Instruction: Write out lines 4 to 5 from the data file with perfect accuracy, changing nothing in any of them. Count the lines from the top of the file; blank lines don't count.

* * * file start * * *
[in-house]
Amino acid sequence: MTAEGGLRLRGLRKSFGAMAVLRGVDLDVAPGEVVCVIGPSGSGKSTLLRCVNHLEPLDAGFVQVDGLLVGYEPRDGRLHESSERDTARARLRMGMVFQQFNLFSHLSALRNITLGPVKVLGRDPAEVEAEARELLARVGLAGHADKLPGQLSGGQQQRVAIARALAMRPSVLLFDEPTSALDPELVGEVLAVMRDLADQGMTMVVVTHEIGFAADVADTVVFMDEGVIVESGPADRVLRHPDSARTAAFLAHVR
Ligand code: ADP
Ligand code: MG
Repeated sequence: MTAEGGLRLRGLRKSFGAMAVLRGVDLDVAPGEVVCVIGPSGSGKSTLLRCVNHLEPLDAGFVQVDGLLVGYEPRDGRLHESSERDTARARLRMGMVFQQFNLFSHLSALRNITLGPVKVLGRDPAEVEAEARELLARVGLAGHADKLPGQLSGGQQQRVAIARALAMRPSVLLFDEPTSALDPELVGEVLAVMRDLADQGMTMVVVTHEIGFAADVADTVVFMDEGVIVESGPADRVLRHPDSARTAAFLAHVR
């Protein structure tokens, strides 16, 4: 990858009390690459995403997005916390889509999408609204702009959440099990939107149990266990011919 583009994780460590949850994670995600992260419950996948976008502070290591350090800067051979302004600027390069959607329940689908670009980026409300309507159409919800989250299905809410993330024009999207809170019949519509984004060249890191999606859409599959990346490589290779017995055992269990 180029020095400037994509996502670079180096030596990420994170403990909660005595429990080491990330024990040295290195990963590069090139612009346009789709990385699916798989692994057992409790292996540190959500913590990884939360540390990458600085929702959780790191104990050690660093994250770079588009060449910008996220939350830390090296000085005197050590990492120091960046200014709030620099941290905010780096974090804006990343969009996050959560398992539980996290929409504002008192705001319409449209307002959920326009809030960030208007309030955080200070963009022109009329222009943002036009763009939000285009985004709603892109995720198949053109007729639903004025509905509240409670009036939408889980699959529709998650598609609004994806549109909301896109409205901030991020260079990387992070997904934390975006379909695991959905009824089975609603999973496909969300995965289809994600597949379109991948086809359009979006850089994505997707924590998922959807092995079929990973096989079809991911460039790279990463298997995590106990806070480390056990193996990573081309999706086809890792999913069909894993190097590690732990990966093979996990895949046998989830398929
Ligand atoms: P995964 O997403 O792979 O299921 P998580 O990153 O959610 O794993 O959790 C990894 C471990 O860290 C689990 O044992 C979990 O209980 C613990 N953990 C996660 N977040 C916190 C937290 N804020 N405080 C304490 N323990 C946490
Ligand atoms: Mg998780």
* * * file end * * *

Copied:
Ligand code: MG
Repeated sequence: MTAEGGLRLRGLRKSFGAMAVLRGVDLDVAPGEVVCVIGPSGSGKSTLLRCVNHLEPLDAGFVQVDGLLVGYEPRDGRLHESSERDTARARLRMGMVFQQFNLFSHLSALRNITLGPVKVLGRDPAEVEAEARELLARVGLAGHADKLPGQLSGGQQQRVAIARALAMRPSVLLFDEPTSALDPELVGEVLAVMRDLADQGMTMVVVTHEIGFAADVADTVVFMDEGVIVESGPADRVLRHPDSARTAAFLAHVR